The Department of State Hospitals (DSH) deems the safety of both patients served and staff to be of paramount importance in our treatment settings. The use of seclusion and restraints has been a safety measure for dangerous and at-risk patients when other less restrictive interventions have failed. However, while maintaining a safe treatment setting, DSH seeks to continually and substantially minimize the use of seclusion and behavioral restraint in the state hospitals and psychiatric programs, and to prevent the emergency situations that necessitate their use. In addition, patients are viewed as partners and actively recruited to participate in efforts to discover effective ways for them to manage their symptoms and have their needs met without resorting to self harm or unsafe behavior.
DSH operates five state hospitals and three psychiatric programs throughout California. Each state hospital provides inpatient treatment services for Californians with serious mental illnesses.
- Department of State Hospitals - Atascadero
- Department of State Hospitals - Coalinga
- Department of State Hospitals - Metropolitan
- Department of State Hospitals - Napa
- Department of State Hospitals - Patton
- Department of State Hospitals - Salinas
- Department of State Hospitals - Stockton
- Department of State Hospitals - Vacaville
Restraint and Seclusion Reports
Below are the definitions of seclusion, restraint and related topics used by the state hospitals and psychiatric programs:
The involuntary confinement of a patient alone in a room or an area from which the patient is physically prevented from leaving. Seclusion does not include a “time-out” wherein a patient agrees to remain in an unlocked room or area and maintains the choice to leave without fear of adverse consequences or of being placed in seclusion or restraints.
The mechanical restraint or physical restraint, used as an intervention when a patient presents an immediate danger to self or to others. Behavioral restraint does not include restraints used for medical or surgical purposes, including, but not limited to, securing an intravenous needle or immobilizing a patient for a surgical procedure, postural restraints, devices used to prevent injury or to improve a patient’s mobility and independent functioning rather than to restrict movement. Behavioral restraint does not include any type of mechanical or physical restraint used by the hospital police or law enforcement for transport, security or custodial purposes.
The use of a mechanical device, material, or equipment attached or adjacent to the patient's body that he or she cannot easily remove and that restricts the freedom of movement of all or part of a body or restricts normal access to the body, and that is used as a behavioral restraint. It does not apply to protective equipment such as helmets, mittens, spit nets, adaptive or postural support used in response to assessed physical needs of the patient, or to any type of mechanical restraint that is used by the hospital police or law enforcement for transport, security or custodial purposes.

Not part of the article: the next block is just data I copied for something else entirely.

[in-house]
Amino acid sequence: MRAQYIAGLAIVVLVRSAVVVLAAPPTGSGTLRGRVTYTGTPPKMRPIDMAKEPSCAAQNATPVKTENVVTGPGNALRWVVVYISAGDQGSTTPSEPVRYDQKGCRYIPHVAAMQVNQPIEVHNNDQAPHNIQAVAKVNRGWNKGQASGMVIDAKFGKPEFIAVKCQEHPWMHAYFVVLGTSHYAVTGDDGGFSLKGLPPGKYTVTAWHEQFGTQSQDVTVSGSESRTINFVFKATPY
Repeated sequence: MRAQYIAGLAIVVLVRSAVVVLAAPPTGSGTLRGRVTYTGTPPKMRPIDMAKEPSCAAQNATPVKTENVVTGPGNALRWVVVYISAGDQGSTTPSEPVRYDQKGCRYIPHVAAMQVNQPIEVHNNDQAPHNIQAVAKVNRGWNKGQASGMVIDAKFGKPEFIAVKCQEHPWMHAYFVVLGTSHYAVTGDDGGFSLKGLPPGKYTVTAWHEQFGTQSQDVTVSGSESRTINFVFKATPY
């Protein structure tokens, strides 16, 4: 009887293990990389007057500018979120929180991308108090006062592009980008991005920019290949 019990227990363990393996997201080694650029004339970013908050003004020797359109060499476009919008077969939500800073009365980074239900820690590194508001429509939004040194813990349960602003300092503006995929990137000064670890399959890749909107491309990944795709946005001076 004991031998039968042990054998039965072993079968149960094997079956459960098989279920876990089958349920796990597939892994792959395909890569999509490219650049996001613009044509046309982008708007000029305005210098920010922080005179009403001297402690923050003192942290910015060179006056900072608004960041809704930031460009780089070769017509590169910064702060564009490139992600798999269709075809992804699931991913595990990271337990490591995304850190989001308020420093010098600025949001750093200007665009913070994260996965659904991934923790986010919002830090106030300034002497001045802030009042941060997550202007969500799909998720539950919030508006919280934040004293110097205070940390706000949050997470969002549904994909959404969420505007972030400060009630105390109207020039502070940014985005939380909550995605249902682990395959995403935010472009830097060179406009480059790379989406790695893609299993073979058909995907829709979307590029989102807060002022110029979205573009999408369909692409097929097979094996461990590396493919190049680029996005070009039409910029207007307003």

A “partial” restraint that allows a patient limited mobility but still prevents harm to self or others; intended as a less restrictive form of restraint (also referred to as an “ambulatory” restraint).
A situation in which action to administer medication over the patients objection is immediately necessary for the preservation of life or the prevention of serious bodily harm to the patient or others, and it is impracticable to first gain consent. It is not necessary for harm to take place or become unavoidable prior to the treatment. The data DSH collects for this purpose is any unscheduled delivery of at least one psychiatric medication in an emergency situation.
Containment Related Injury
Serious injuries (those requiring more than simple first aid) sustained by staff or patients during the use, or placing, of behavioral restraints or seclusion.
The commitment category that allows an individual to enter a state hospital. The following legal classes are referred to in the data tables:
LPS - refers to the Lanterman-Petris-Short Act that is the civil commitment law that allows admission to a state hospital. The county of residence must approve admission.
NGI - Not Guilty by Reason of Insanity.
IST - Incompetent to Stand Trial.
MDO - Mentally Disordered Offender.
SVP/MDSO - Sexually Violent Predator/Mentally Disordered Sex Offender (for purposes of reporting seclusion & restraint data these two legal classes have been combined. ASH, CSH (men) and PSH (women) are the only facilities that treat this population.
California Department of Corrections and Rehabilitation and the Division of Juvenile Justice (CDCR/DJJ)
Individuals that have been transferred to a state hospital from CDCR or the DJJ under an interagency agreement. These individuals are usually treated and sent back to the sending department when they no longer need hospitalization.
This refers to all legal classifications in the hospital.